Former U.S. international, MLS star and 2006 U.S. Soccer Hall of Fame inductee Alexi Lalas can now be found working as a TV analyst for ESPN and ABC.
Lalas made 96 appearances for the U.S. national team, including all four games at the 1994 World Cup. His 10-year career took in stops at Padova, New England Revolution, New York/New Jersey Metrostars, Kansas City Wizards and L.A. Galaxy—where he would later serve as general manager and play a key role in the club's signing of David Beckham.
Here's what Lalas had to say when I caught up with him on the phone this week.
WILL TIDEY: Hi Alexi, thanks for taking the time to talk to us. Let's start by talking about your life in the media. How easy has the transition been from playing to punditry? How badly do you miss being out there?
ALEXI LALAS: I think you always miss playing. People are lying if they say they don't. But I'm realistic about it—they got younger and faster, I didn't. My healthy ego was fueled by thoughts of grandeur, but I beat those down.
Having said that, to still be in the game and be able to express my thoughts is very, very fortunate. It's been a wonderful transition. It's a job that involves a lot of work, and it's harder than a lot of people think, too. But it's a great job.
WT: Viewing figures in the U.S. are evidence of football's growing appeal. How do you explain its continued rise in popularity? Is there a ceiling for how big it can get?
AL: There's no ceiling. It can be the major sport in the U.S. and compete with any league the world has to offer. That's within our reach, it's just a matter of time. If you look at the last 10-15 years, we have to pat ourselves on the back for an explosion—both in terms of the talent we're producing and the interest in the sport here.
WT: Clearly, the Premier League has played a big part in football's growth in the U.S. What was your take on Survival Sunday, and the fact U.S. networks covered all 10 games simultaneously?
AL: It was awesome. The production was great, and the theater and drama was awesome. Huge credit to ESPN and especially Fox for the way they covered it. These were not just memorable moments for a U.S. audience, they were historic moments in England and all around the world. It was fun to be part of that.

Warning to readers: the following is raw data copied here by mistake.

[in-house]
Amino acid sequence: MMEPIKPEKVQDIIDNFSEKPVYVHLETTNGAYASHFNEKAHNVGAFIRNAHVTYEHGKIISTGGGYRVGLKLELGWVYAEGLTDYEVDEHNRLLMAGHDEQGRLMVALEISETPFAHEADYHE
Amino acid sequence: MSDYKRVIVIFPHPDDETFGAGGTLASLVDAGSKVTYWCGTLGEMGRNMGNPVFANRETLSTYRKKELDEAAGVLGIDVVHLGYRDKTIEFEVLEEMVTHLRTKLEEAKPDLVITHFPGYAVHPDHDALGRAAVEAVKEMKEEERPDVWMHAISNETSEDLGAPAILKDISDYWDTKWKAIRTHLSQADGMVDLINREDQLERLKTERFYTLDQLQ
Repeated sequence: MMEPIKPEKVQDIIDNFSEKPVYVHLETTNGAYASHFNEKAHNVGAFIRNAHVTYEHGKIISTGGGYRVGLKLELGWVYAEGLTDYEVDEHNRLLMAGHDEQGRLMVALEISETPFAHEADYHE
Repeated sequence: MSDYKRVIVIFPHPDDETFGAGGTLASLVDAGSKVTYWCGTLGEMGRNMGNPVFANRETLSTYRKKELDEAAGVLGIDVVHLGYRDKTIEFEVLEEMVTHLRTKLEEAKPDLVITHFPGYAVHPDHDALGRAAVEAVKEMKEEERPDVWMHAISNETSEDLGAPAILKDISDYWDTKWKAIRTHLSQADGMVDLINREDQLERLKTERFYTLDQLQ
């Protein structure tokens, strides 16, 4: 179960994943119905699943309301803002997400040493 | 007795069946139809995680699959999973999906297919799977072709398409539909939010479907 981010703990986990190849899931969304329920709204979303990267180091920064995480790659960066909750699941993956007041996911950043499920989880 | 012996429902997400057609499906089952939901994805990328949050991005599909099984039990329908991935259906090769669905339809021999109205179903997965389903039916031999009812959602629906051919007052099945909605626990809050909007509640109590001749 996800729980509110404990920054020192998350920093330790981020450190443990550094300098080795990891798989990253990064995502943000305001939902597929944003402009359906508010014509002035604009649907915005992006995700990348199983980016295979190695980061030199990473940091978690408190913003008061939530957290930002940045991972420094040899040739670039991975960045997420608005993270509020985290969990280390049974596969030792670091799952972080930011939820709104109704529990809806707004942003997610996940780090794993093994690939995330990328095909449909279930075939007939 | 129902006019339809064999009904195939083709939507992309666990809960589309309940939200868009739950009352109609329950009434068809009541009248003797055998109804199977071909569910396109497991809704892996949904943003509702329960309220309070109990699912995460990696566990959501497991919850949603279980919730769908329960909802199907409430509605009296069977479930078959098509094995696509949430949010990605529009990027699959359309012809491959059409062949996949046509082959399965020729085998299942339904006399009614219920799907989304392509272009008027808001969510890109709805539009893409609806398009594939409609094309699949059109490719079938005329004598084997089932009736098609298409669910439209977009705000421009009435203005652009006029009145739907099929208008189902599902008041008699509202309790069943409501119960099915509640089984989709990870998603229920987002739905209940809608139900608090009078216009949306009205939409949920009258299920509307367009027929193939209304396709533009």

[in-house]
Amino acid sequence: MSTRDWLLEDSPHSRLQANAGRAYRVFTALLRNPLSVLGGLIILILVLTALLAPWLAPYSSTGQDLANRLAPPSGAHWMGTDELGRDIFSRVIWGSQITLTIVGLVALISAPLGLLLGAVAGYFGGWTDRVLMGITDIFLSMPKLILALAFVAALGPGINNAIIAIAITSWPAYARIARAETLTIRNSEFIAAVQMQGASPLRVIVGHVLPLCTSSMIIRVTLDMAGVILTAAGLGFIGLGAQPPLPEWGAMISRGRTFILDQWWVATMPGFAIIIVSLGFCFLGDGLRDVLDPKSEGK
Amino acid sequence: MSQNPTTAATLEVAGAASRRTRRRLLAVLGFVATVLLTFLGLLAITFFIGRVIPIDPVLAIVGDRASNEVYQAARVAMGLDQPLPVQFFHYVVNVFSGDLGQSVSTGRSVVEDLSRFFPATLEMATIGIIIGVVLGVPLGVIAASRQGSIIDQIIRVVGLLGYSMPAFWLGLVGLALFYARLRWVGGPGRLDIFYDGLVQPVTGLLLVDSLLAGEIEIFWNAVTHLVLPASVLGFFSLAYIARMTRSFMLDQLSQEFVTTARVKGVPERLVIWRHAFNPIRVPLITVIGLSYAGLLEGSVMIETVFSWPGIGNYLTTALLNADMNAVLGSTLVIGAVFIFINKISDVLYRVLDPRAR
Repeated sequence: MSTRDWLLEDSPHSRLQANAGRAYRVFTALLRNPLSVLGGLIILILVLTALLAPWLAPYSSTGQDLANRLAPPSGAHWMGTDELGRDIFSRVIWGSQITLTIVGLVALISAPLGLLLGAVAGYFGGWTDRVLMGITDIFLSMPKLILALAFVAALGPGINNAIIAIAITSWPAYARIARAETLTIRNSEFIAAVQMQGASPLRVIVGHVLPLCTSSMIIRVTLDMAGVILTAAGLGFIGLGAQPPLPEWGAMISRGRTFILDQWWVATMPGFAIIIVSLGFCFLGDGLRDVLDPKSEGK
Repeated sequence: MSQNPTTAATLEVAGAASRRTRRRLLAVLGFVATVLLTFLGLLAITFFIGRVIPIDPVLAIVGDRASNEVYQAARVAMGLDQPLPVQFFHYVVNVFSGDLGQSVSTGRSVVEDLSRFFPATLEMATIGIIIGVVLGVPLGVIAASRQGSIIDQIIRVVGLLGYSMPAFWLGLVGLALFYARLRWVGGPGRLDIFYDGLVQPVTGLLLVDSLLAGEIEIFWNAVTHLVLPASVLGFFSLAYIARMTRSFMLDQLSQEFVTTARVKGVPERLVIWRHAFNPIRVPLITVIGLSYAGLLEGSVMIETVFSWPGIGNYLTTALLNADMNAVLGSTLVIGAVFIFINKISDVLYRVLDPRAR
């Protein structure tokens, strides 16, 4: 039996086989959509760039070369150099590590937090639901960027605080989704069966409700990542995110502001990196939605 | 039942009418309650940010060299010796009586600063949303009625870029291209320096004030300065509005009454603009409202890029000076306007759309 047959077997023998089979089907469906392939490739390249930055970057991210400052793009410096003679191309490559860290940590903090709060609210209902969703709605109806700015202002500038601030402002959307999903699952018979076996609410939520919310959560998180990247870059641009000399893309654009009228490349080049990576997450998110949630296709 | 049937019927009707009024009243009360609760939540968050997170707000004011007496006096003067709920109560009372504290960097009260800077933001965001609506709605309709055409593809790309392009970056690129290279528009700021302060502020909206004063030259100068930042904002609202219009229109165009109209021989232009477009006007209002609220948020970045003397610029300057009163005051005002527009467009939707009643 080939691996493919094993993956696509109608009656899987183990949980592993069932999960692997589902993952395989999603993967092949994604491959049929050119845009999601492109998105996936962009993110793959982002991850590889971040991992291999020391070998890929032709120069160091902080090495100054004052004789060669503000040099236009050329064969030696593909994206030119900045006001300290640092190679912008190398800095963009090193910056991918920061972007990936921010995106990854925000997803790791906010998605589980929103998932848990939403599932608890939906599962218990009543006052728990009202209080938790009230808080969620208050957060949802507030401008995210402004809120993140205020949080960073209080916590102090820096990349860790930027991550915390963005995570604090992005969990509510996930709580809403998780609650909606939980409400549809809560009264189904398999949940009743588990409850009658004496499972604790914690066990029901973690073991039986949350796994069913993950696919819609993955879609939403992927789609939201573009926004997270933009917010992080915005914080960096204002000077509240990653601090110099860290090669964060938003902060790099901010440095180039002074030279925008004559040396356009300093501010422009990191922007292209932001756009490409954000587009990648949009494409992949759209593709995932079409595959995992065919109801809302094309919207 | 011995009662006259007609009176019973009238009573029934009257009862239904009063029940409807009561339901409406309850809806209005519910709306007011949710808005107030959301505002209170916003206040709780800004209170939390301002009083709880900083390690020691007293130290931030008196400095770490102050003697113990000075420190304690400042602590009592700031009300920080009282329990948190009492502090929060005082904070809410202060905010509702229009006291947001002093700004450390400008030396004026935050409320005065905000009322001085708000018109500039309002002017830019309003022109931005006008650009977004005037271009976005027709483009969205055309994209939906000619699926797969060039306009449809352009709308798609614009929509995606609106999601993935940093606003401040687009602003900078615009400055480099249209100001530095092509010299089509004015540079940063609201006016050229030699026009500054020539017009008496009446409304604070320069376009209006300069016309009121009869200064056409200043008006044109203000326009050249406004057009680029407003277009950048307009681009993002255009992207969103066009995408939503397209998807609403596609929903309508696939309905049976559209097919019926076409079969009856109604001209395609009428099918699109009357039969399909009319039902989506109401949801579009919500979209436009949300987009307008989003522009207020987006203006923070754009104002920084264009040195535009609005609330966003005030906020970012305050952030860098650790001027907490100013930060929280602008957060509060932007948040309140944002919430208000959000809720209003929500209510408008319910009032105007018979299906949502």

WT: In terms of American talent, what are your thoughts on the season Clint Dempsey has had with Fulham in the Premier League? Is it fair to say he's potentially the best U.S. player the country has produced?
AL: I think this past year he's vaulted into that conversation, but you're always going to have to talk about Landon Donovan. Landon has continued to produce internationally, so it'll be interesting to see how Clint's club form translates to the U.S. national team.
WT: Do you expect him to join a bigger club?
AL: Life's short and your career is short. But I would love to see him play at a big club. He's consistently played wherever he gone. And he's always found a way. I think it would be great to see him sign for a top-four club in England.
But I won't be averse to seeing him play somewhere like Italy, too. He's a smart player with a great work ethic and self-belief and confidence. That counts for a huge amount.
WT: Dempsey will clearly form a big part of Jurgen Klinsmann's plans as U.S. national coach. What have you made of Klinsmann so far, and his approach?
AL: I think the jury's out. What he promised in terms of fundamentally changing the way we play, and how we look at playing, will take time. I want to give him the time for things to come to fruition.
Having said that, this summer it begins to be about results. But it's also about how the team plays, because Klinsmann has come in and pledged to change that.
WT: Does this U.S. team have the potential to head to the World Cup in Brazil and reach the latter stages?
AL: Qualifying should not even be a concern. We should qualify. Once we get there, we should be expected to get out of the group. And then it's about recognizing the opportunities.